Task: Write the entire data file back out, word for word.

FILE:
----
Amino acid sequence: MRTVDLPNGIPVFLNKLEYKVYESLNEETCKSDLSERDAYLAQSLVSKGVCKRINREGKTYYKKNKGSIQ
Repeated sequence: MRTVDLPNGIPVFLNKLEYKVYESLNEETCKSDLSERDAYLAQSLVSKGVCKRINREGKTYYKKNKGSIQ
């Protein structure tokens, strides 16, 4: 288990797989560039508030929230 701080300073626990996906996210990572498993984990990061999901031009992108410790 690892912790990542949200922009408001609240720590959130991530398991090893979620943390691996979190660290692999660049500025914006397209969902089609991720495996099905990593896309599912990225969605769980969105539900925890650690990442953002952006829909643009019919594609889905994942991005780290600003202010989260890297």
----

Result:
Amino acid sequence: MRTVDLPNGIPVFLNKLEYKVYESLNEETCKSDLSERDAYLAQSLVSKGVCKRINREGKTYYKKNKGSIQ
Repeated sequence: MRTVDLPNGIPVFLNKLEYKVYESLNEETCKSDLSERDAYLAQSLVSKGVCKRINREGKTYYKKNKGSIQ
């Protein structure tokens, strides 16, 4: 288990797989560039508030929230 701080300073626990996906996210990572498993984990990061999901031009992108410790 690892912790990542949200922009408001609240720590959130991530398991090893979620943390691996979190660290692999660049500025914006397209969902089609991720495996099905990593896309599912990225969605769980969105539900925890650690990442953002952006829909643009019919594609889905994942991005780290600003202010989260890297």